Shashidhar Adapa, veteran stage and film set designer, talks about designing sets for Mani Ratnam’s latest film Kadal
For decades his art direction in theatre has been legendary. So when Shashidhar Adapa’s works reached Mumbai, they found ready takers. For instance, the opening scene in Reema Kagti’s neo noir Talaash. Adapa’s craft created the backdrop for the sequence where a car crashes on what looks like a beachside road in Mumbai and plunges into the sea.
Adapa and his team created the set in Puducherry. He took over a month to create the beach road set, he says. “Aamir Khan was happy with the final result.” Adapa works with the enthusiasm of a beginner, though he has been in this field for over three decades. This, in the life of a professional, should put him close to retirement, but Adapa says, “There is a long way to go.” And a step in that direction is working with Mani Ratnam in Kadal, scheduled for a January release. Adapa has worked on many films as art director, including Arjun Sajnani’s Agnivarsha K.P. Sasi’s Ek Alag Mausam, Rajiv Menon’s Bus Yun Hi and V.K. Prakash’s Freaky Chakra. He has designed sets for six English films, including Allan A. Goldstein’s Jungle Boy, Fred Glen Ray’s Inferno, Pamela Rooks’ Dance Like A Man and Prakash Belwadi’s Stumble.
Adapa has worked on French films including Frank Apprendrais’ Passeur d’enfants a Pondicherry and Gerard Bitton’s Hypochondriac and two tele-serials directed by Girish Karnad — Antaraal and Swaraj Nama.
Hailing from Mangalore, Adapa is a product of the amateur theatre movement. He has worked as set designer with B.V. Karanth, Shankarnag, Prasanna, M.S. Sathyu, Arjun Sajnani, Vijay Nair, Sulfia Shiekh, Miriam Endorous, R. Nagesh, C.R. Simha, C.G. Krishnaswamy, B. Jayashree, Basavalingaiah, V. Ramamurthy, Prakash Belwadi and other veterans of theatre. He fabricated and executed sets for The Women in Black and Back to Present, directed by Robin Herford and Constanza Macras respectively, for their tour in India.
When we met Adapa at Pratiroopi, his studio , he was engrossed in giving final touches to a drawing for his next venture, Sakkare, directed by Abhay Simha.
Talking about Kadal he said, “Mani sir learnt about my work through Rajiv Menon, with whom I worked earlier. He made me an offer that I immediately accepted because of the importance he attaches to detailing. The volume of his creative demand is huge. His strength lies in compressing the scene and making it more meaningful.”
Adapa created a set of a church measuring 120 by 60 feet at Manappad, 44 km from the Kudankulam nuclear power plant. His experience in Mangalore came in handy in creating what was in the director’s mind.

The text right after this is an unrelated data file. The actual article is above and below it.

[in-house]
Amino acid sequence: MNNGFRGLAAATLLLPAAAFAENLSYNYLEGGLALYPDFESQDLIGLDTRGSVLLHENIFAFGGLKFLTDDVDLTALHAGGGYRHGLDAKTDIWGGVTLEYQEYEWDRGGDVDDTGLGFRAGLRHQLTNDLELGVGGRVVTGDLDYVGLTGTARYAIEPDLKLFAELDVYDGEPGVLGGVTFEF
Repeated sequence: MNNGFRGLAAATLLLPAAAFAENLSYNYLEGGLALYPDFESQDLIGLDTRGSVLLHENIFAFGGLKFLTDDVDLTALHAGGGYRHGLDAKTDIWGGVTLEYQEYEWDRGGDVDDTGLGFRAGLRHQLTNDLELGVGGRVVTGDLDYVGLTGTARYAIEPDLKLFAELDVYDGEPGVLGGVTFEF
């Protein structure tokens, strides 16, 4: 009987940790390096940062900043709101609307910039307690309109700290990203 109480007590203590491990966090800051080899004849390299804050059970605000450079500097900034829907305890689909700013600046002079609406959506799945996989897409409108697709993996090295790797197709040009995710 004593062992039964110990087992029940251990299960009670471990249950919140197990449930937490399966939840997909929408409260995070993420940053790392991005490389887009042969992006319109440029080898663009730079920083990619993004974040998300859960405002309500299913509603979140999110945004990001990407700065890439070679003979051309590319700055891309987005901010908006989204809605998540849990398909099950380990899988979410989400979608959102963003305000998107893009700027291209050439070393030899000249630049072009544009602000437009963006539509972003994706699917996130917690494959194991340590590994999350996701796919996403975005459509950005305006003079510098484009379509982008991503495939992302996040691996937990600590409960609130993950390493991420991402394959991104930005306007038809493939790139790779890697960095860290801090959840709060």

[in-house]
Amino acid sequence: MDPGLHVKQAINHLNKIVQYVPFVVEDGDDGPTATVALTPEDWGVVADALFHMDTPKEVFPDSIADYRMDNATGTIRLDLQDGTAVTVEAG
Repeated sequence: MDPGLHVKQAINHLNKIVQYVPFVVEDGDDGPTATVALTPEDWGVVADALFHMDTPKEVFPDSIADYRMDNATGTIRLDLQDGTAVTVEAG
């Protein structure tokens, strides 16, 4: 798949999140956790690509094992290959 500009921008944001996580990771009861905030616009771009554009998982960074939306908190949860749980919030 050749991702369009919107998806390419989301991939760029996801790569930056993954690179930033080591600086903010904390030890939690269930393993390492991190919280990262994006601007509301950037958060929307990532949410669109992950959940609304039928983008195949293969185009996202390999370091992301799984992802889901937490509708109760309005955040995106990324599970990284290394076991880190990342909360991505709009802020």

“We used industrial cranes to fix the top of the church and created a wooden floor to make it more period authentic. Mani sir is a man of few words. A creative art director has to understand his mind through his suggestions.”
Greatly appreciative of cinematographer Rajiv Menon, Adapa who is also a skilled puppet maker and has conducted many puppetry workshops in India and abroad said: “Rajiv inspired me in many ways. While giving finishing touches and creating the interiors of the church, his suggestions helped me cross the line of my own creativity at times.”
“Mani sir never compromises on quality,” says Adapa, the favourite art director of auteurs such as T.S. Nagabharana, Girish Karnad, Kavitha Lankesh, T.N. Seetaram, Girish Kasaravalli and Yogaraj Bhat. Having worked on more than 45 Kannada films, Adapa has won the Chamanlal Bajaj award for his outstanding contribution to stagecraft and thrice won the Karnataka State Film award, for his work in Nagamandala, Kanooru Heggadati and Singaravva.
Adipa, who has directed six documentaries, is all praise for Ratnam’s style of working. “He is all for experimentation and he provides time to think and create sets to meet demands of his film. We created a huge water tripper to experiment with the possibilities of showing gigantic waves in the sea. I cannot forget the way he shot the church festival. Another church set was erected and he conducted a rehearsal of the scene with the background song keeping time. Once he was satisfied, he shot the scene using six cameras in just 45 minutes. Any other director would have taken at least four days to shoot that scene.”
Adapa finds that he stretches his capacity greatly when working with Ratnam. “Had I met Mani sir 10 years ago, my career would have gone elsewhere by this time.”